MMM: What is the meaning of the title “A Fragile King” to you? Why did you choose that?
GM: It doesn’t have to do so much with the illness. It’s basically an observation where you look up to someone your whole life, and you kind of feel they’re invulnerable and nothing can ever happen to them. Then you’re faced with this stark reality where you see the person stripped bare, basically, and it becomes pretty raw. You build someone up so much that when you see the person get knocked down, it’s kind of shocking.
MMM: You’ve talked about the Vallenfyre lineup a bit and how you all came up in the same scene and knew one another. But how did these five people actually come together as Vallenfyre?
GM: Well, when I was writing a lot of the music, I’d travel a lot to my hometown to see family and friends, because it was still shortly after my dad died. So when I’d come home, I’d always end up at the pub with Hamish of My Dying Bride and having a few drinks. I’d mentioned to him I was working on this record and I was getting a little bogged down in it. It started to feel like I was wallowing. So we discussed the idea of turning it into a band and having fun with it. So he was the first person I asked to join, and we just started thinking about other people. Scoot I shared a house with about 20-something years ago, and I’d see him a lot when I went to my hometown, so it seemed obvious to ask him. The other guys just fell into place because they were friends of ours.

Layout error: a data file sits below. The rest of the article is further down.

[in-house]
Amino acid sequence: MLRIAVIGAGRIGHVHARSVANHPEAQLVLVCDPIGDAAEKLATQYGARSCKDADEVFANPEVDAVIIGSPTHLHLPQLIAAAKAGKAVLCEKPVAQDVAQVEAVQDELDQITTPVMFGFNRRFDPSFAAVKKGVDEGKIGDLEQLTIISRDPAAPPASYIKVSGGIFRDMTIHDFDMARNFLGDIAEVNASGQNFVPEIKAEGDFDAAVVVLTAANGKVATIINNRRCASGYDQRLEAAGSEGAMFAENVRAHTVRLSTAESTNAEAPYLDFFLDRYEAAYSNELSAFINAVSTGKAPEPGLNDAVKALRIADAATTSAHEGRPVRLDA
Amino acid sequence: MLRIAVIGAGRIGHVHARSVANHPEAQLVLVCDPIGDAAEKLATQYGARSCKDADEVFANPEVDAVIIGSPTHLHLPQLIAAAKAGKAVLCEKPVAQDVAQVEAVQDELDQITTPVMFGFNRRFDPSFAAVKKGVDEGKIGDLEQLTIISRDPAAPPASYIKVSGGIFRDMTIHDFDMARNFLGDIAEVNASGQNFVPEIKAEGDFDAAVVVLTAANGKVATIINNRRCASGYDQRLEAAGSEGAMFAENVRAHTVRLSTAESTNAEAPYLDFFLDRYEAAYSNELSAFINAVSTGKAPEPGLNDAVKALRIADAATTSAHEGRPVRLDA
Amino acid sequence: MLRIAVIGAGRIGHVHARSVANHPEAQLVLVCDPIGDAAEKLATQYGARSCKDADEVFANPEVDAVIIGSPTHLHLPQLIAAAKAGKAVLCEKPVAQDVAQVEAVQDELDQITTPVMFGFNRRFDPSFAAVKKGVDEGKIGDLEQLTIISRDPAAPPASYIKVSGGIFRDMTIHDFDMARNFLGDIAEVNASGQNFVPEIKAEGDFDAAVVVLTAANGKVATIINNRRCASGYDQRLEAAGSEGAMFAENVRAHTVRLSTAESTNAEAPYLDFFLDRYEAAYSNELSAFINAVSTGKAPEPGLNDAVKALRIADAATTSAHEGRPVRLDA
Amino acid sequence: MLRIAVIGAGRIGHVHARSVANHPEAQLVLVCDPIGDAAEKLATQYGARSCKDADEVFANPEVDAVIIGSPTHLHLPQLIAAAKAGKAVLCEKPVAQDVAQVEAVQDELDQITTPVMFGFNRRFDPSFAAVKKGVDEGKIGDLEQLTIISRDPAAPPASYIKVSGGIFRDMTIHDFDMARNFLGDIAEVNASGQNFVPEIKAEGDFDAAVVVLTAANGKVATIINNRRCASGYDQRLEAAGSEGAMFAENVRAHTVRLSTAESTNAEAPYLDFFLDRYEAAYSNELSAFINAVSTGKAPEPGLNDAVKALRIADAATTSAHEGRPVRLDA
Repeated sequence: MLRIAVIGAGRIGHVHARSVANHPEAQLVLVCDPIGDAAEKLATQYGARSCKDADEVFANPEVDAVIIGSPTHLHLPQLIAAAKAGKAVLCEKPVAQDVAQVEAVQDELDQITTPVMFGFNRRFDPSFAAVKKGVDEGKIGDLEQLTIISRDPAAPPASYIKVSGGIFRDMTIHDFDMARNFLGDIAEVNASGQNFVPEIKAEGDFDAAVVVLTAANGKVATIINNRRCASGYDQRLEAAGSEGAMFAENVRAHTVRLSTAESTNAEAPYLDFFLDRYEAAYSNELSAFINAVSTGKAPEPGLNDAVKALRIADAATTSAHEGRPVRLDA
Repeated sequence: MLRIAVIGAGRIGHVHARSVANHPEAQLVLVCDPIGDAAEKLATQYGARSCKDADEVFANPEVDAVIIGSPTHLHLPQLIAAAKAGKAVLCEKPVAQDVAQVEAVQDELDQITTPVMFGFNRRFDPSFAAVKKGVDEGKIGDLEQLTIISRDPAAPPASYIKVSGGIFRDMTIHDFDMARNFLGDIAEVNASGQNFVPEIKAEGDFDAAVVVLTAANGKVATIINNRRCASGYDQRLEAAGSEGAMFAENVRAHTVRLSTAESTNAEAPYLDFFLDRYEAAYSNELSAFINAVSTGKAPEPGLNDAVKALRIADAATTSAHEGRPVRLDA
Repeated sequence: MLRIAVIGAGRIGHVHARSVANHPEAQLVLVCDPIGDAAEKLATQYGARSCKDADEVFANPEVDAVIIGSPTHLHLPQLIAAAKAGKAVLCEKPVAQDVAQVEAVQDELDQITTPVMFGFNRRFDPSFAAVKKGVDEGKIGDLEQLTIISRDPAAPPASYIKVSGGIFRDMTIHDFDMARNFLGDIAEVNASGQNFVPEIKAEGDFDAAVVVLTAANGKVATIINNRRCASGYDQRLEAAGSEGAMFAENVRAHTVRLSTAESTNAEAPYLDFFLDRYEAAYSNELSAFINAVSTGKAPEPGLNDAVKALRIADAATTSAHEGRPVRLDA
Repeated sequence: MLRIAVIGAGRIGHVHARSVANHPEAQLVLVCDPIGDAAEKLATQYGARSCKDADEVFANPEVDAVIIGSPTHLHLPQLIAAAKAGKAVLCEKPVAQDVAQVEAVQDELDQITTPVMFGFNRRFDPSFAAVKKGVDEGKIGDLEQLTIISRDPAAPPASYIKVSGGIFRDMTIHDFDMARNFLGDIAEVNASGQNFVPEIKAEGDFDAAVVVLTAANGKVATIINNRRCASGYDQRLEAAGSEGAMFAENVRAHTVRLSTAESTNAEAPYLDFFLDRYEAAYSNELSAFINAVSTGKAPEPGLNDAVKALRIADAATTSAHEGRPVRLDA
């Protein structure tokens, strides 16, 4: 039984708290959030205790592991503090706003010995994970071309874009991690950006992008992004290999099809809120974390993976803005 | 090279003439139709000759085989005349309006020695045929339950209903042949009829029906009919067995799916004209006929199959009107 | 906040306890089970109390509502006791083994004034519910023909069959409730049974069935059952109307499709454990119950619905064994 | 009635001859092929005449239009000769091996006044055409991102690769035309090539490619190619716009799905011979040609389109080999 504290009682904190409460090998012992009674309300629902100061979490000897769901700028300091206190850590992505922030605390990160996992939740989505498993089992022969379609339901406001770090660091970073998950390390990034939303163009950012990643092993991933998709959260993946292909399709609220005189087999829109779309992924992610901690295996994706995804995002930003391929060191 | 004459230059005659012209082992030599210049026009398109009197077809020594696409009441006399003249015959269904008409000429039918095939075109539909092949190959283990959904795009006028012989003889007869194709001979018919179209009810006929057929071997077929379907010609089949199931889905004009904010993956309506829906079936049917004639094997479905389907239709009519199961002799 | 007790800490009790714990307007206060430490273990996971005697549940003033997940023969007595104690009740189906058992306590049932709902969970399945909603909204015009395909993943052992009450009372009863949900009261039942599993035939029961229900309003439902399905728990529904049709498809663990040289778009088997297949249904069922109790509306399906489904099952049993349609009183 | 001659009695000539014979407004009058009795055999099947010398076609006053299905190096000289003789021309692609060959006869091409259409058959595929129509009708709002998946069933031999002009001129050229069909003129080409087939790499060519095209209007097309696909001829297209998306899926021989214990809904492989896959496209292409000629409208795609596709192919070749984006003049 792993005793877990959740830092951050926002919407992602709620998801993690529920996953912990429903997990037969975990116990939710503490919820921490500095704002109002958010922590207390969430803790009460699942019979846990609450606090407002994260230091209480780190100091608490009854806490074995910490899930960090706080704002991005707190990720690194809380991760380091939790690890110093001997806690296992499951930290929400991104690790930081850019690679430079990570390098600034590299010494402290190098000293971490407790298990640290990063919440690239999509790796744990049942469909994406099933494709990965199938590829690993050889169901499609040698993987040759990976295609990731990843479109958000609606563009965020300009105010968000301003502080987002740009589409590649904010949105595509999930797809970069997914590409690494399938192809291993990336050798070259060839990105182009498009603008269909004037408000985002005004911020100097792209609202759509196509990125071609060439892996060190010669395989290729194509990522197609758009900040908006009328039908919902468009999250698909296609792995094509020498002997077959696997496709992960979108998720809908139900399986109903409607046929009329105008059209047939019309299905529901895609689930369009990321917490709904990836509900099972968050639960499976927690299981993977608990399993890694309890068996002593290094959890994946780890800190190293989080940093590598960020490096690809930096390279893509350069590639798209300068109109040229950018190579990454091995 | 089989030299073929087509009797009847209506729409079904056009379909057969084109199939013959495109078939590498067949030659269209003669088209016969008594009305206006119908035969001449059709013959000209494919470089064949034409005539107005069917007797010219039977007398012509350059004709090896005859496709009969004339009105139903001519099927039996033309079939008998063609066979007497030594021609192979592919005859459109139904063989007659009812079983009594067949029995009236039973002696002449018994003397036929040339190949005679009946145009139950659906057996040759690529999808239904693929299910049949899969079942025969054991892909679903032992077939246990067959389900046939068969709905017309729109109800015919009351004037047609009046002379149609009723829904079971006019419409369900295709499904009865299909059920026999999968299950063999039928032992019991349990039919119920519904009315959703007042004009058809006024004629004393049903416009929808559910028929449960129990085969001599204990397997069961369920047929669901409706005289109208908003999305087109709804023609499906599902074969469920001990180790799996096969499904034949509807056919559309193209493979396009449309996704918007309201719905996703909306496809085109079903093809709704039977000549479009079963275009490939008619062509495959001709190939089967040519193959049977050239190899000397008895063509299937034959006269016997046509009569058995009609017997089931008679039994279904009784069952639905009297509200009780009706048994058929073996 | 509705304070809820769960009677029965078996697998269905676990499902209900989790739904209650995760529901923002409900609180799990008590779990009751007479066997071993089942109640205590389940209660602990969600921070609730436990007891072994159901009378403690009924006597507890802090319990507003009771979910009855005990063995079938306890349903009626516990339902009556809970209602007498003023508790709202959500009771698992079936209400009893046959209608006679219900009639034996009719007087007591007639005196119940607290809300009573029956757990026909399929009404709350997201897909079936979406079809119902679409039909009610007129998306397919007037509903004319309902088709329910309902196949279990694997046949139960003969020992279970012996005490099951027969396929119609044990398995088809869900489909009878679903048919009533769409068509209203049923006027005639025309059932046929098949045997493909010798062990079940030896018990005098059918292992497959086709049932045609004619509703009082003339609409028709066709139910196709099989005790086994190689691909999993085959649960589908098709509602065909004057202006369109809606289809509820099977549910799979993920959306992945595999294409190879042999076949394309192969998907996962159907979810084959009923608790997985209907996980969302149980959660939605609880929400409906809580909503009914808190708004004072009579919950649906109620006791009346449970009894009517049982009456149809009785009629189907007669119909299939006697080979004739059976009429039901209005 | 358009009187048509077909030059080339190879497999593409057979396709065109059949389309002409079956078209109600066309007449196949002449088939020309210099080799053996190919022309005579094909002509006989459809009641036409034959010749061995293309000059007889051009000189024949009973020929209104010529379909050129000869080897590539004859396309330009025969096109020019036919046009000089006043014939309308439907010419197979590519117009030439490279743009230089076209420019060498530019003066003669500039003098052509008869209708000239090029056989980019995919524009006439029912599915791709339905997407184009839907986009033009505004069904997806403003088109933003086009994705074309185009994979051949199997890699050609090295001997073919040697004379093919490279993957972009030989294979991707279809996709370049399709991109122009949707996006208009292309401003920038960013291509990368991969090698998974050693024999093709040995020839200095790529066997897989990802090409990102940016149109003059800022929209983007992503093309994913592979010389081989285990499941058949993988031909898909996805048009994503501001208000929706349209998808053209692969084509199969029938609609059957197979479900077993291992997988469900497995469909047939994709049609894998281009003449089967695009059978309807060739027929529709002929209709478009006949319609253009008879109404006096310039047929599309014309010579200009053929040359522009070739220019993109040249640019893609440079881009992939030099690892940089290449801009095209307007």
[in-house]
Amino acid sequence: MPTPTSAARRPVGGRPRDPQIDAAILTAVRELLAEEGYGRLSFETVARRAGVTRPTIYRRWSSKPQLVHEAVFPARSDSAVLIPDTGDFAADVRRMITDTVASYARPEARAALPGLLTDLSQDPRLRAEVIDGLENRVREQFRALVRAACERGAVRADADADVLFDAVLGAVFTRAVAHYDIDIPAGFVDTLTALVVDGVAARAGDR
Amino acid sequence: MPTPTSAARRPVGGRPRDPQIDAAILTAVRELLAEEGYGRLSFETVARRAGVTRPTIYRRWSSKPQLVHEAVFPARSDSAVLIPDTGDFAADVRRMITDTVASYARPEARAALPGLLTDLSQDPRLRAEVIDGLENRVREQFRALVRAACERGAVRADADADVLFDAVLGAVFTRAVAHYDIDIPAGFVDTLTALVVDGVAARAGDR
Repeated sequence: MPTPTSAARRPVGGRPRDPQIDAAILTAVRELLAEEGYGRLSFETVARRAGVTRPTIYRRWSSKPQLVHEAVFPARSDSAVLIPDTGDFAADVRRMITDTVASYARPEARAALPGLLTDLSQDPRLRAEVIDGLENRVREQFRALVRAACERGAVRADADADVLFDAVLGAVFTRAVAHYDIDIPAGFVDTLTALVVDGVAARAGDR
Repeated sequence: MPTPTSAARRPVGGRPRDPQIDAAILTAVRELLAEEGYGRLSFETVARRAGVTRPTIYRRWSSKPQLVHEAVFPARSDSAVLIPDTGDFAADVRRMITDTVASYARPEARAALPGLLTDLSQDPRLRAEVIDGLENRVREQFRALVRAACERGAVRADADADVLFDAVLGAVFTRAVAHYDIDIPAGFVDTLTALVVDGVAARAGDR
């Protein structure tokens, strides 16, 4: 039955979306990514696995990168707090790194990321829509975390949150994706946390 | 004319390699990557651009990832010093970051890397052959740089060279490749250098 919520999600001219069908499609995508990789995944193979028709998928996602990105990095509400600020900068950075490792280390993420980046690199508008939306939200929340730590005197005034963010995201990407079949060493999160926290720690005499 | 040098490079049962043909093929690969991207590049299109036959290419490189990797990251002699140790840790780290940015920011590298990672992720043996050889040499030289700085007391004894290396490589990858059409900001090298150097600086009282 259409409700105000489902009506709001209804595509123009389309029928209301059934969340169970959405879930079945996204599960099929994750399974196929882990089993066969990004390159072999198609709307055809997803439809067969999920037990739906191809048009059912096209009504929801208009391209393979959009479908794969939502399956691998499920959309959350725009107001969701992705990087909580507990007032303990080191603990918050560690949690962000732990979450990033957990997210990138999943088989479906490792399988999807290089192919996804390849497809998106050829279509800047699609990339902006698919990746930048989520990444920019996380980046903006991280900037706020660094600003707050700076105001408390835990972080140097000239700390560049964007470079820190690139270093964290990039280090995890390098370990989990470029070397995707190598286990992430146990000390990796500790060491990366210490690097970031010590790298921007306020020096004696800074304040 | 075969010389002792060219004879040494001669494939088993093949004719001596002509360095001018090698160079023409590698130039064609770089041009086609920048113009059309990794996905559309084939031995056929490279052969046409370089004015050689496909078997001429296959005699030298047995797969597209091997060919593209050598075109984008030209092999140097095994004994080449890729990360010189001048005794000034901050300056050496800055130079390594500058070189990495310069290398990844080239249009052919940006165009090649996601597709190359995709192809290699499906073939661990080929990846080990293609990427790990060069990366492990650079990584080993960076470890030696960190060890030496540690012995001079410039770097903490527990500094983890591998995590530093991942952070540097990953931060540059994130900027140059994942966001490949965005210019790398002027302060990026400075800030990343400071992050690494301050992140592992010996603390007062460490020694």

MMM: It sounds like the band came together much in the same way as the music.
GM: Yeah. I had a friend of mine working A&R at Century Media and I was talking to him about something else, Paradise Lost actually, and I mentioned I was doing this thing with some friends of mine. He asked to hear a demo, and I sent him a five-track demo, and he said, “You really ought to release an album of this.” I asked if anyone would want to hear it, so he played it for a couple of guys at Century and they told us we should do it.
MMM: Are you looking at this as a permanent band going forward? Is this a one-off? What are the plans?